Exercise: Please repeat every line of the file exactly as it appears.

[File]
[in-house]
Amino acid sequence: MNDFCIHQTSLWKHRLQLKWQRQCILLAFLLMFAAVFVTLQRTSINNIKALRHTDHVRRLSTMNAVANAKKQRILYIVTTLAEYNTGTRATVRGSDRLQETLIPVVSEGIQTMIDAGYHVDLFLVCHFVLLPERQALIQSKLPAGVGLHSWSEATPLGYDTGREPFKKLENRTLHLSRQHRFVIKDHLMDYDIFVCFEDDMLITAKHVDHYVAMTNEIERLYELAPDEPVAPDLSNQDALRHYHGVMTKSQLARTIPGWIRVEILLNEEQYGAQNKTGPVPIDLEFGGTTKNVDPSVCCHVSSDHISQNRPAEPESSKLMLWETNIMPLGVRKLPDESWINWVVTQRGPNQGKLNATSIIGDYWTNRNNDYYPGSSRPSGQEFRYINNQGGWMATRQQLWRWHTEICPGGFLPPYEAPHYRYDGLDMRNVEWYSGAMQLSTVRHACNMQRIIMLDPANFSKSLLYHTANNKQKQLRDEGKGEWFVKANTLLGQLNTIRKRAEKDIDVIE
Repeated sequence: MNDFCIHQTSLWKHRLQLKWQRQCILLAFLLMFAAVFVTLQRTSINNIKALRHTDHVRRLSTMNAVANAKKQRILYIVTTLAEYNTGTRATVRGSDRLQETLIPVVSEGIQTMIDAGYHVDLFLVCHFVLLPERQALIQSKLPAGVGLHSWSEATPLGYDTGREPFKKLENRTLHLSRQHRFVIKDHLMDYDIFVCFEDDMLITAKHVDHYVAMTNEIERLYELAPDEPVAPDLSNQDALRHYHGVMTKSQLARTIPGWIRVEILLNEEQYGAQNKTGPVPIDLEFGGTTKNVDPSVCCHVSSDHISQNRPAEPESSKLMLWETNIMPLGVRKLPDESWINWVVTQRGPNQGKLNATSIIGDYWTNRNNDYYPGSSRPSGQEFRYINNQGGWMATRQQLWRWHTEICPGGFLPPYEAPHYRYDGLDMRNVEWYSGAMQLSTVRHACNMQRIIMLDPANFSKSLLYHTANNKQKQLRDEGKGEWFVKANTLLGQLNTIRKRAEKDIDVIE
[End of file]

[in-house]
Amino acid sequence: MNDFCIHQTSLWKHRLQLKWQRQCILLAFLLMFAAVFVTLQRTSINNIKALRHTDHVRRLSTMNAVANAKKQRILYIVTTLAEYNTGTRATVRGSDRLQETLIPVVSEGIQTMIDAGYHVDLFLVCHFVLLPERQALIQSKLPAGVGLHSWSEATPLGYDTGREPFKKLENRTLHLSRQHRFVIKDHLMDYDIFVCFEDDMLITAKHVDHYVAMTNEIERLYELAPDEPVAPDLSNQDALRHYHGVMTKSQLARTIPGWIRVEILLNEEQYGAQNKTGPVPIDLEFGGTTKNVDPSVCCHVSSDHISQNRPAEPESSKLMLWETNIMPLGVRKLPDESWINWVVTQRGPNQGKLNATSIIGDYWTNRNNDYYPGSSRPSGQEFRYINNQGGWMATRQQLWRWHTEICPGGFLPPYEAPHYRYDGLDMRNVEWYSGAMQLSTVRHACNMQRIIMLDPANFSKSLLYHTANNKQKQLRDEGKGEWFVKANTLLGQLNTIRKRAEKDIDVIE
Repeated sequence: MNDFCIHQTSLWKHRLQLKWQRQCILLAFLLMFAAVFVTLQRTSINNIKALRHTDHVRRLSTMNAVANAKKQRILYIVTTLAEYNTGTRATVRGSDRLQETLIPVVSEGIQTMIDAGYHVDLFLVCHFVLLPERQALIQSKLPAGVGLHSWSEATPLGYDTGREPFKKLENRTLHLSRQHRFVIKDHLMDYDIFVCFEDDMLITAKHVDHYVAMTNEIERLYELAPDEPVAPDLSNQDALRHYHGVMTKSQLARTIPGWIRVEILLNEEQYGAQNKTGPVPIDLEFGGTTKNVDPSVCCHVSSDHISQNRPAEPESSKLMLWETNIMPLGVRKLPDESWINWVVTQRGPNQGKLNATSIIGDYWTNRNNDYYPGSSRPSGQEFRYINNQGGWMATRQQLWRWHTEICPGGFLPPYEAPHYRYDGLDMRNVEWYSGAMQLSTVRHACNMQRIIMLDPANFSKSLLYHTANNKQKQLRDEGKGEWFVKANTLLGQLNTIRKRAEKDIDVIE